9. As well, I have fretted over “said” since my high school English classes. That tip alone is worth the price of admission.

  10. agreed agreed. My english teacher used to have this list of “banned” words. Not profanity but just simple words. Some stuff was good to have up there (like VERY) but I do think SAID and ASKED made the list.

  11. Honestly? I ignore almost everything my high school English teachers ever told me. And it consistently amazes me how many people hold to this “don’t say said” thing. We actually had a discussion about it in a creative writing workshop last night.

    Dan, you’re going to have a bunch of people mimicking your vampire bunny book for this writing prompt. Howard, I’m not even going to TRY to mimic you… Stick figures okay? They’re an art, really. One can make them astoundingly expressive, provided one is so inclined. ;)

  12. I thought this was an interesting topic. I wrote a response but found it was going to be much too large for a comment. So I’ve blogged it and address this question: is it dangerous as a writer to try to improve your style?

    As for said-bookisms: a number of writers told me to avoid them at all costs. One day, for kicks, I counted said-bookisms per page in some books I love. I found that excellent stories sported quite a number of them. What’s more, I didn’t notice them as a reader. I don’t know that they’re the devil some make them out to be.

    Also, I’m reading Dan’s vampire bunny story. Enjoying it. I’m betting, however, that his serial killer novel is not written in that same style. So sometimes I suspect style and voice vary quite a bit from book to book.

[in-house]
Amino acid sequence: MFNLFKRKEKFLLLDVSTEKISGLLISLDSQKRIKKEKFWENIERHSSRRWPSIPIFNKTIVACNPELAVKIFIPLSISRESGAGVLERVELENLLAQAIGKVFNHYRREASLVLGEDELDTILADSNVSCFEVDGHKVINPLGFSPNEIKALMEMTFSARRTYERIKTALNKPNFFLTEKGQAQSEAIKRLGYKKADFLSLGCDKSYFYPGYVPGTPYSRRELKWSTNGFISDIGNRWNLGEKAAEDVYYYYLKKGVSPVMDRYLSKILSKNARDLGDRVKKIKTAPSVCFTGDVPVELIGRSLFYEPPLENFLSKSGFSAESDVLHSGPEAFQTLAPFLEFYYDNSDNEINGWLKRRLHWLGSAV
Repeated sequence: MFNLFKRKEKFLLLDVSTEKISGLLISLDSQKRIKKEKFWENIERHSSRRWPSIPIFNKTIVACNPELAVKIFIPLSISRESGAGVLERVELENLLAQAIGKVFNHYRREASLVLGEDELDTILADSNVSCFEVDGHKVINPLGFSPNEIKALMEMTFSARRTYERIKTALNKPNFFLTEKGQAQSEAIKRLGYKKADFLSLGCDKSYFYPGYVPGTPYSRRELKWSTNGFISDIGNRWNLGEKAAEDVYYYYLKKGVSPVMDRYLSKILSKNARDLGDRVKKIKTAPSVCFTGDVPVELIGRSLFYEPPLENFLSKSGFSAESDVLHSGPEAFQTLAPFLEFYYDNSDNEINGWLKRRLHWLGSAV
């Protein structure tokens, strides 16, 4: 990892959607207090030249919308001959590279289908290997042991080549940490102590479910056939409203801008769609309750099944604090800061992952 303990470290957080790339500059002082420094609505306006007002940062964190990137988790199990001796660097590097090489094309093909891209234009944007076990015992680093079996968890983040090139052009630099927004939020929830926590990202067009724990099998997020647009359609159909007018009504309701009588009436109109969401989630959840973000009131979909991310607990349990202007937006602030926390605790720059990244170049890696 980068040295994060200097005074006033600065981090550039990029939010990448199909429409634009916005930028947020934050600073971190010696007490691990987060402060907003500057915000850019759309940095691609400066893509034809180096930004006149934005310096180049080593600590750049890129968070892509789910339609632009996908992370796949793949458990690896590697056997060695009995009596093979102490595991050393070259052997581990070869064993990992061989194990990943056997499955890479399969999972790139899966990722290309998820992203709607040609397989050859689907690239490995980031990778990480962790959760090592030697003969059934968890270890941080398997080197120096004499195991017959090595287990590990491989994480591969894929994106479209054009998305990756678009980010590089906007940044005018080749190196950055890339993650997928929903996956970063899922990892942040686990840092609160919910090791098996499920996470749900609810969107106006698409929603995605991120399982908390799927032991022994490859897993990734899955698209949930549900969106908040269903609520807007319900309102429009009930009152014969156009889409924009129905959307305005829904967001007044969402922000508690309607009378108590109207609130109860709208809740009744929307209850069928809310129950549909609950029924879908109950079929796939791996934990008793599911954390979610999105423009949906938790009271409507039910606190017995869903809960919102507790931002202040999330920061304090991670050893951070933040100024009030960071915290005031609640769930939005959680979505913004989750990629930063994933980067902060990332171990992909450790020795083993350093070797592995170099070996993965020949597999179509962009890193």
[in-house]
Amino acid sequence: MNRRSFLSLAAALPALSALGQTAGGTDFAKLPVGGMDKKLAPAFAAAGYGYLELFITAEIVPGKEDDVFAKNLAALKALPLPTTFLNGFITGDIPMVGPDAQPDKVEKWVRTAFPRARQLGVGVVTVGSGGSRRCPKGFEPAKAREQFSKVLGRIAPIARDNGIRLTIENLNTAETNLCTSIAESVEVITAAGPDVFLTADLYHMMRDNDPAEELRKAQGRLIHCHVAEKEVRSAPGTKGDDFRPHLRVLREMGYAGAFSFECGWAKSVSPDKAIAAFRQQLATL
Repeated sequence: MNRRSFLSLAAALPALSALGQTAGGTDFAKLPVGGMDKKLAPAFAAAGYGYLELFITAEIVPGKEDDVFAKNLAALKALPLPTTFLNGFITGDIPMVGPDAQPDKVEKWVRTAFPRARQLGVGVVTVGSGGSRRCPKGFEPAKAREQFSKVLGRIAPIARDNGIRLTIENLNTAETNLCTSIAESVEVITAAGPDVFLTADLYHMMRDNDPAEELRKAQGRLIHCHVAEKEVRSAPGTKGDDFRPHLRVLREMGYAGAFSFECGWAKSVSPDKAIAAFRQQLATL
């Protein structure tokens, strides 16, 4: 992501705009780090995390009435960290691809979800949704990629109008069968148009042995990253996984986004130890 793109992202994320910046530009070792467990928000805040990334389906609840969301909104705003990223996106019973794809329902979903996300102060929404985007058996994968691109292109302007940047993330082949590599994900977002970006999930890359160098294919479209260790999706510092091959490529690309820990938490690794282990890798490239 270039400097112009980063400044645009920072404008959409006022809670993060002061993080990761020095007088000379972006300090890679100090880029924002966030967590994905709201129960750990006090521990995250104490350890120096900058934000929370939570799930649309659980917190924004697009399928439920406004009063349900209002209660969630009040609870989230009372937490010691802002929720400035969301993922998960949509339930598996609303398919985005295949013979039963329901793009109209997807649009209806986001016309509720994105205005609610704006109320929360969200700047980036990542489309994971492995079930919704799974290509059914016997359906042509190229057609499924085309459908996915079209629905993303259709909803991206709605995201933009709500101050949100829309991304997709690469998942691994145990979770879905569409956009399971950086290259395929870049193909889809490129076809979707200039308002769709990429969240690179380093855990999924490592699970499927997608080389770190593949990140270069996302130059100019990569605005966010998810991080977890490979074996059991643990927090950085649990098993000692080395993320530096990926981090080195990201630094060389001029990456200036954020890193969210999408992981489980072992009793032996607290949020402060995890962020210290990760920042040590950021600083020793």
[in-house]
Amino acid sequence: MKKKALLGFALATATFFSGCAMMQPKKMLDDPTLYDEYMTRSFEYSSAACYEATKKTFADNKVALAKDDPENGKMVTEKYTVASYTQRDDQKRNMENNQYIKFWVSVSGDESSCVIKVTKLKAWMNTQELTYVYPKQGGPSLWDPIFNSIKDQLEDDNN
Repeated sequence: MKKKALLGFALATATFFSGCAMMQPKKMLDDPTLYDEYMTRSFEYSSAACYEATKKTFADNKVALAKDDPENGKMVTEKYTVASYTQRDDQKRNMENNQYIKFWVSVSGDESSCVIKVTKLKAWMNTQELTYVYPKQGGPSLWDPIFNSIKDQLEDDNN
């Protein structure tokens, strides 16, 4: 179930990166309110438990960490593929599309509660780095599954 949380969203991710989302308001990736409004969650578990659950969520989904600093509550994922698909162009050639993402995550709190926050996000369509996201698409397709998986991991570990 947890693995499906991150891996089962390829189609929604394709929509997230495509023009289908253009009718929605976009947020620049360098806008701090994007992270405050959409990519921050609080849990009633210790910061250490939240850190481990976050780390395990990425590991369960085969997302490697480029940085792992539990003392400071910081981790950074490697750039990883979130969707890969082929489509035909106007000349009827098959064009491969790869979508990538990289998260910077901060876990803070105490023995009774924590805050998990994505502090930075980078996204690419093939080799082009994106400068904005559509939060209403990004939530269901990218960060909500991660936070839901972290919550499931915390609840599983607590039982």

13. Because of the difference in terminology, and because I still refuse to believe that “said-bookisms” is a real term, I looked them up. Here’s Tom Swifties (http://en.wikipedia.org/wiki/Tom_Swifties) and here’s Said-bookisms (http://www.writesf.com/08_Lesson_05_Perils.html). It looks like Tow Swifties are more specifically puns, kind of a subset of Said-bookisms, which would make “Said-bookisms” the correct phrase in this instance. But because “Said-bookisms” is a really dumb name, I’m going to keep calling them Tom Swifties anyway. Because remember: no matter what John Brown says, I am always right.

  14. I’d say John has a point, that voice and style vary with with what story you’re telling (and not just necessarily “I wrote this book first and that book second, so that book is better than this one”). Of course, that probably touches on the “character voice” element that was mentioned in the podcast as distinct from author voice. I think it’s fair to say they’re different, but I think they also bleed into one another.

    The short story that I am, ahem, supposed to be working on right now (what, procrastinating? me?) is one I deliberately set out to write in a masculine voice, as the two perspective characters are males. I do the same things stylistically that I always do, but the voice is definitely different than some of my other stories. (Actually, from a technical standpoint, I don’t know what I DID do differently. Maybe I’ll rewrite a bit of it from a female perspective one day, just to experiment.)

    Again, some of that difference might be that the story is told by this character rather than that character, but it’s still related to author voice – something the author is doing that makes you read the story a certain way.

    Dan: I finished Blacker Darkness, which I am trying very, very hard not to think of as the Vampire Bunny book. It was loads of fun.